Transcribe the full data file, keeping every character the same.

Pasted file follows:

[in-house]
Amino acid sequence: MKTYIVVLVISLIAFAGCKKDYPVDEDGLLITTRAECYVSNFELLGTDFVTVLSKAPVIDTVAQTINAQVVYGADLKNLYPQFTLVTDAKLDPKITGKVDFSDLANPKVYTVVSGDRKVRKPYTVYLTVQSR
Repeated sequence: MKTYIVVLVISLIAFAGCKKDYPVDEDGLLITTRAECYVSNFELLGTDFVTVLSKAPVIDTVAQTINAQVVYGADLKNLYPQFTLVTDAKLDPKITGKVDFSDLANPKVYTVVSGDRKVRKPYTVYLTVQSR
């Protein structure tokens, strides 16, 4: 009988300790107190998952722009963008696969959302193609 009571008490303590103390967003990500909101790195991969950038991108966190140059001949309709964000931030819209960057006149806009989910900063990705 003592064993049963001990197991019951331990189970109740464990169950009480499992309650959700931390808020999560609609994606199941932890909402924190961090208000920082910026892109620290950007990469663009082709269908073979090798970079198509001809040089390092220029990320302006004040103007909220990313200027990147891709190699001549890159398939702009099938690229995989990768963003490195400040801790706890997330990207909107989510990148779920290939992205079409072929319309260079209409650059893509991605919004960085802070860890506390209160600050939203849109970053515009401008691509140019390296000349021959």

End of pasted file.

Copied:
[in-house]
Amino acid sequence: MKTYIVVLVISLIAFAGCKKDYPVDEDGLLITTRAECYVSNFELLGTDFVTVLSKAPVIDTVAQTINAQVVYGADLKNLYPQFTLVTDAKLDPKITGKVDFSDLANPKVYTVVSGDRKVRKPYTVYLTVQSR
Repeated sequence: MKTYIVVLVISLIAFAGCKKDYPVDEDGLLITTRAECYVSNFELLGTDFVTVLSKAPVIDTVAQTINAQVVYGADLKNLYPQFTLVTDAKLDPKITGKVDFSDLANPKVYTVVSGDRKVRKPYTVYLTVQSR
């Protein structure tokens, strides 16, 4: 009988300790107190998952722009963008696969959302193609 009571008490303590103390967003990500909101790195991969950038991108966190140059001949309709964000931030819209960057006149806009989910900063990705 003592064993049963001990197991019951331990189970109740464990169950009480499992309650959700931390808020999560609609994606199941932890909402924190961090208000920082910026892109620290950007990469663009082709269908073979090798970079198509001809040089390092220029990320302006004040103007909220990313200027990147891709190699001549890159398939702009099938690229995989990768963003490195400040801790706890997330990207909107989510990148779920290939992205079409072929319309260079209409650059893509991605919004960085802070860890506390209160600050939203849109970053515009401008691509140019390296000349021959």